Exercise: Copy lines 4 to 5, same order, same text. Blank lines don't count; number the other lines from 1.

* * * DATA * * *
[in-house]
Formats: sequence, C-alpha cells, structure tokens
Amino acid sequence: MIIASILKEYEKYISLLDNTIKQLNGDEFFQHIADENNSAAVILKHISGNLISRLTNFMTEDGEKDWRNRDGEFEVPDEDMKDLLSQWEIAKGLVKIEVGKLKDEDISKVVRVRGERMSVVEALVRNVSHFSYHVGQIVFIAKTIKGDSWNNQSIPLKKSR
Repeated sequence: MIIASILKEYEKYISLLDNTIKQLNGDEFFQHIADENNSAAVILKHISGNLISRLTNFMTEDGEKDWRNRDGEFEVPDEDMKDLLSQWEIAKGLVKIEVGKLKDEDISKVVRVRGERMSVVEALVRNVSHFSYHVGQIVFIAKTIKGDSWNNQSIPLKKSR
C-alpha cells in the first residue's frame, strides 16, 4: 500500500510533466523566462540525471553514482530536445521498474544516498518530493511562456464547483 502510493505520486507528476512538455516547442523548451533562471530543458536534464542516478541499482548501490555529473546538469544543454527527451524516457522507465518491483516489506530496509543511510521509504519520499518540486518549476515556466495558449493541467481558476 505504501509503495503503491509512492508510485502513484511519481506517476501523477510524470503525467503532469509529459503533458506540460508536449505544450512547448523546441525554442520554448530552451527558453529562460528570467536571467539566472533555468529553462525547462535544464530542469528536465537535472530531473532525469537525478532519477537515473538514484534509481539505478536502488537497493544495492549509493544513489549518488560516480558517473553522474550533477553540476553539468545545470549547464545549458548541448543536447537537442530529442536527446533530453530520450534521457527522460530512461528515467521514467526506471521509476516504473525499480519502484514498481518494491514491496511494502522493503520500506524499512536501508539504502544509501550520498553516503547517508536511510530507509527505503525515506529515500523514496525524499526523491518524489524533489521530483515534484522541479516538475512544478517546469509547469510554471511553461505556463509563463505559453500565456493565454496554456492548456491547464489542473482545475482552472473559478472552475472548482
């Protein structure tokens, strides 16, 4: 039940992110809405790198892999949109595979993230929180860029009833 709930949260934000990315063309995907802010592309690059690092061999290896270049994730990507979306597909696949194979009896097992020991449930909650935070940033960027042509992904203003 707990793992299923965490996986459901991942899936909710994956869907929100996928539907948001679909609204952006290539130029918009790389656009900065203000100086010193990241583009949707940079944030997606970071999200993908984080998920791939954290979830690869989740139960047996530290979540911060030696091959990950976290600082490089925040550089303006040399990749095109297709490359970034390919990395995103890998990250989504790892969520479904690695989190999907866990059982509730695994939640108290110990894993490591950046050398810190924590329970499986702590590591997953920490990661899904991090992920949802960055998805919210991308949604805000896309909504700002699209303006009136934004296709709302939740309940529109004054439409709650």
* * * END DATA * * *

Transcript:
Repeated sequence: MIIASILKEYEKYISLLDNTIKQLNGDEFFQHIADENNSAAVILKHISGNLISRLTNFMTEDGEKDWRNRDGEFEVPDEDMKDLLSQWEIAKGLVKIEVGKLKDEDISKVVRVRGERMSVVEALVRNVSHFSYHVGQIVFIAKTIKGDSWNNQSIPLKKSR
C-alpha cells in the first residue's frame, strides 16, 4: 500500500510533466523566462540525471553514482530536445521498474544516498518530493511562456464547483 502510493505520486507528476512538455516547442523548451533562471530543458536534464542516478541499482548501490555529473546538469544543454527527451524516457522507465518491483516489506530496509543511510521509504519520499518540486518549476515556466495558449493541467481558476 505504501509503495503503491509512492508510485502513484511519481506517476501523477510524470503525467503532469509529459503533458506540460508536449505544450512547448523546441525554442520554448530552451527558453529562460528570467536571467539566472533555468529553462525547462535544464530542469528536465537535472530531473532525469537525478532519477537515473538514484534509481539505478536502488537497493544495492549509493544513489549518488560516480558517473553522474550533477553540476553539468545545470549547464545549458548541448543536447537537442530529442536527446533530453530520450534521457527522460530512461528515467521514467526506471521509476516504473525499480519502484514498481518494491514491496511494502522493503520500506524499512536501508539504502544509501550520498553516503547517508536511510530507509527505503525515506529515500523514496525524499526523491518524489524533489521530483515534484522541479516538475512544478517546469509547469510554471511553461505556463509563463505559453500565456493565454496554456492548456491547464489542473482545475482552472473559478472552475472548482